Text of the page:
Once dominant in sheet music, probably more than any other performer in her era, she disappears from major popularity in the early 1920s as she enters middle age and the singing styles of the jazz age run more to Ruth Etting and a slimmer more boyish flapper look wins the day. But Blanche Ring continued performing even into the later 1930s in character roles and in Hollywood films, secure in her knowledge that in the old days she had been one of the true icons of the American musical theater and the vaudeville stage.
She died at 89 after suffering a stroke and experiencing several years of ill health.
Blanche Ring sings one of her biggest hits:
The University of Arizona has a large collection of BLANCHE RING sheet music including the following pieces (all of the sheet music shown on this entry is from the School of Anthropology collection):
IN THE GOOD OLD SUMMER TIME 1902 – Ren Shields, George “The Honeyboy” Evans. As sung in A. H. Chamberlyn’s latest musical extravaganza THE DEFENDER by MISS BLANCHE RING.
DOWN IN LOVER’S ROOST 1902 – by Ren Shields, George “Honeyboy” Evans. Cover BLANCHE RING in FAD AND FOLLY at Mr. Osborne’s Playhouse, New York.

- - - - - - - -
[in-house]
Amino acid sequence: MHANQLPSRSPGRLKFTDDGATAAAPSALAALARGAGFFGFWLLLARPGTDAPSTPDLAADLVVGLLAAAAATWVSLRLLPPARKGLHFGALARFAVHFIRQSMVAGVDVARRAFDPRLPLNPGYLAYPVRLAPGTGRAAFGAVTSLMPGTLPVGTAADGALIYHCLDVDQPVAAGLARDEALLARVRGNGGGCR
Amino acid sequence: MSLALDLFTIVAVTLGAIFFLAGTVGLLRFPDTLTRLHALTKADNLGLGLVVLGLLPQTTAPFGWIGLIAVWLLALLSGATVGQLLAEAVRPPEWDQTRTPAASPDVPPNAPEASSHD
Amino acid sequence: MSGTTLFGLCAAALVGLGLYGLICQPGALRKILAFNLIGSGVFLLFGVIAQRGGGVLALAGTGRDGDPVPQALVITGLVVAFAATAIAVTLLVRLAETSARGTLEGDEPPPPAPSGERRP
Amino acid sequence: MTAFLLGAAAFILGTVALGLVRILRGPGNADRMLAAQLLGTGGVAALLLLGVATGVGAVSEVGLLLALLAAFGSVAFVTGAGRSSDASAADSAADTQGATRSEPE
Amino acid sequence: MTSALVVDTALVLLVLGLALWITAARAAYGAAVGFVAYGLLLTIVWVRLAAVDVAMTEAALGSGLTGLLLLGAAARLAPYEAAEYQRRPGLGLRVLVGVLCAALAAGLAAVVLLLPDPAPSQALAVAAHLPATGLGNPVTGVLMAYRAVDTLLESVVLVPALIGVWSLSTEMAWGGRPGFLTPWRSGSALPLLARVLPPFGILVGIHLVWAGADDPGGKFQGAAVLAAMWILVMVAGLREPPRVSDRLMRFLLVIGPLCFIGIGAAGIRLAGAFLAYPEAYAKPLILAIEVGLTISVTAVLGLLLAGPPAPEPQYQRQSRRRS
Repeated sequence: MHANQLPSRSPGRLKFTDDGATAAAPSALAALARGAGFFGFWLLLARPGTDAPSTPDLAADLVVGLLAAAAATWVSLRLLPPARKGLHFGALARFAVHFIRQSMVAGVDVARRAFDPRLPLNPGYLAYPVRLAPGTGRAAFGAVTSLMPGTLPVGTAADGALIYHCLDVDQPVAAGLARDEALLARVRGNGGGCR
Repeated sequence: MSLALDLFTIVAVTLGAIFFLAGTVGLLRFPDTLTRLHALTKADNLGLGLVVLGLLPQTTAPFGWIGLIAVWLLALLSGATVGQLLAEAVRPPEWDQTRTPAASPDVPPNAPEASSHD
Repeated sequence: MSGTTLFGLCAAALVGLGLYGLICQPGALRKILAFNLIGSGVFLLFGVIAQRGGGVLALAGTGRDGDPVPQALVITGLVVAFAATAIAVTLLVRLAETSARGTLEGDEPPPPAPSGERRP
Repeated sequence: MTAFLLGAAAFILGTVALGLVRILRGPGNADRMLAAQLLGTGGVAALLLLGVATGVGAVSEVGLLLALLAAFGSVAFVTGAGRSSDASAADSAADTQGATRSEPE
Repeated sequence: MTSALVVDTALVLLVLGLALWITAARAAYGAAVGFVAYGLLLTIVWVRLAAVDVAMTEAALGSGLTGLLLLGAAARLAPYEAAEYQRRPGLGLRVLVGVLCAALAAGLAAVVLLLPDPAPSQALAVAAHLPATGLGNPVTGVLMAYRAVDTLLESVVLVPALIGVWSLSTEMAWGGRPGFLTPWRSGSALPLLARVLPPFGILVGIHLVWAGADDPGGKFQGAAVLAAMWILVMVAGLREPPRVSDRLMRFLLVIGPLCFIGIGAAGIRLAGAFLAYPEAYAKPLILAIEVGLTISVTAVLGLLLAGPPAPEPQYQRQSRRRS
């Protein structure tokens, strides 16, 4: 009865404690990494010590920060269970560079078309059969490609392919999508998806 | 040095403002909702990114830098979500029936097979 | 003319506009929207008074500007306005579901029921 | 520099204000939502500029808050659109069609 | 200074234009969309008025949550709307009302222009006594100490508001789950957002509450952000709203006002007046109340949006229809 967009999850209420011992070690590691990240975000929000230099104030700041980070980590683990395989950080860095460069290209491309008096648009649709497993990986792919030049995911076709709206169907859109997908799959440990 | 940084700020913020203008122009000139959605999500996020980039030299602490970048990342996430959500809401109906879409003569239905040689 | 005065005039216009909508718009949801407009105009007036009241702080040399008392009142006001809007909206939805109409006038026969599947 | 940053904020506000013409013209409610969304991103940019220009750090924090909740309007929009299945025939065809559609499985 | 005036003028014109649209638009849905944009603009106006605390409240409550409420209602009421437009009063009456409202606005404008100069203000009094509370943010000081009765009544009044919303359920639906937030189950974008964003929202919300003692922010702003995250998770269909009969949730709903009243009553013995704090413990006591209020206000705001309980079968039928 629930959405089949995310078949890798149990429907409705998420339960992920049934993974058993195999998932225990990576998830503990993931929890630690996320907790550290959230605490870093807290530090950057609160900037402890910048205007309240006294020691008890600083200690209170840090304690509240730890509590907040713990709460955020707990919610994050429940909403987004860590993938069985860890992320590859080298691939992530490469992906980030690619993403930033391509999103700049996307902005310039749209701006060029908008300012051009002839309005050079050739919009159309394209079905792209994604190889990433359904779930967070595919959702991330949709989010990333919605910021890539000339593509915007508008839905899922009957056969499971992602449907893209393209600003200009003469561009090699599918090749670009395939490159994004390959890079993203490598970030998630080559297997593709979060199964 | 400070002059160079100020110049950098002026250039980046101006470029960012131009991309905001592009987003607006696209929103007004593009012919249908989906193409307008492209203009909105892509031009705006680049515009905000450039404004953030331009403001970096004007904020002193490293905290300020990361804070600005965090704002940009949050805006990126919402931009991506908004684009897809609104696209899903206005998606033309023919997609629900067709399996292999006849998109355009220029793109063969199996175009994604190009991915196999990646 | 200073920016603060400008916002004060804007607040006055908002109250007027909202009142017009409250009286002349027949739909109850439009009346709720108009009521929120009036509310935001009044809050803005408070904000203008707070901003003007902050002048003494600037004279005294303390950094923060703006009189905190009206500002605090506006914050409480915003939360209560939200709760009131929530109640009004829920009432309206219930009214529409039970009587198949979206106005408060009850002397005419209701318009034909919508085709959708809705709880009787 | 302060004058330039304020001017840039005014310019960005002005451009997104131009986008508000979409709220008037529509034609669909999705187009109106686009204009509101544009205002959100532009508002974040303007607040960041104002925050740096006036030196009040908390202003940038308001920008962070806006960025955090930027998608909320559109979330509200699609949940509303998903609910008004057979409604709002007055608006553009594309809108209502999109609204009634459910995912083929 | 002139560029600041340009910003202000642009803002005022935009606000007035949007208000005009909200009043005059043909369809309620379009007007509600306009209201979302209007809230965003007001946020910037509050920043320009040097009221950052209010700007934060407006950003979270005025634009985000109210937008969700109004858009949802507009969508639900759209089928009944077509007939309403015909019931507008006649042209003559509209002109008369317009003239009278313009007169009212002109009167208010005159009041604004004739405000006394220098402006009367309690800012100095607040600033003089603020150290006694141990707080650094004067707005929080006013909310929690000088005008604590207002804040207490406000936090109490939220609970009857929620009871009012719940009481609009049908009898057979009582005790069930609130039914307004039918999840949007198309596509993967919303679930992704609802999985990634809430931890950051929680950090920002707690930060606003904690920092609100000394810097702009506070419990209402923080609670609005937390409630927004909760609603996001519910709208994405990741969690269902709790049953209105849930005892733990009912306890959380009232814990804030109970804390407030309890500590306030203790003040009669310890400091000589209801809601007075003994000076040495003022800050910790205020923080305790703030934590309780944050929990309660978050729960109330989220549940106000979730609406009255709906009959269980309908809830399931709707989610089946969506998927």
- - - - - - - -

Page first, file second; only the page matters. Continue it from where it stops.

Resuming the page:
THE SAME OLD CROWD 1903 – by Fred C. Farrell, Joseph C. Farrell, Theodore F. Morse. As sung “with unbounded success” by MISS BLANCHE RING in George W. Lederer’s production of THE JEWEL OF ASIA.
BEDELIA, THE IRISH COON SONG SERENADE 1903 – William Jerome, Jean Schwartz. Cover MISS BLANCHE RING. “The novelty song of the century”
MY IRISH MOLLY-O 1905 – Jean Schwartz, William Jerome. As sung by MISS BLANCHE RING of the Frank Daniels Comic Opera Company in Charles B. Dillinham’s production of the musical farce SERGEANT BRUE
WALTZ ME AROUND AGAIN WILLIE (‘ROUND- ‘ROUND- ‘ROUND) 1906 – Ren Shields, Will D. Cobb. Successfully sung by BLANCHE RING in Alfred E. Aaron’s production HIS HONOR, THE MAYOR
WALTZ ME AROUND AGAIN WILLIE (‘ROUND- ‘ROUND- ‘ROUND) 1906 – Ren Shields, Will D. Cobb. Successfully sung by BLANCHE RING in Charles Dillingham’s production MISS DOLLY DOLLARS
YOU’LL HAVE TO WAIT TILL MY SHIP COMES IN 1906 – Ren Shields, George Evans. BLANCHE RING’s big success.
MY IRISH FLUFFY RUFFLES 1907 – Albert Gumble, Will A. Heelan. Introduced by MISS BLANCHE RING in Sam S. and Lee Shubert Inc.’s THE GAY WHITE WAY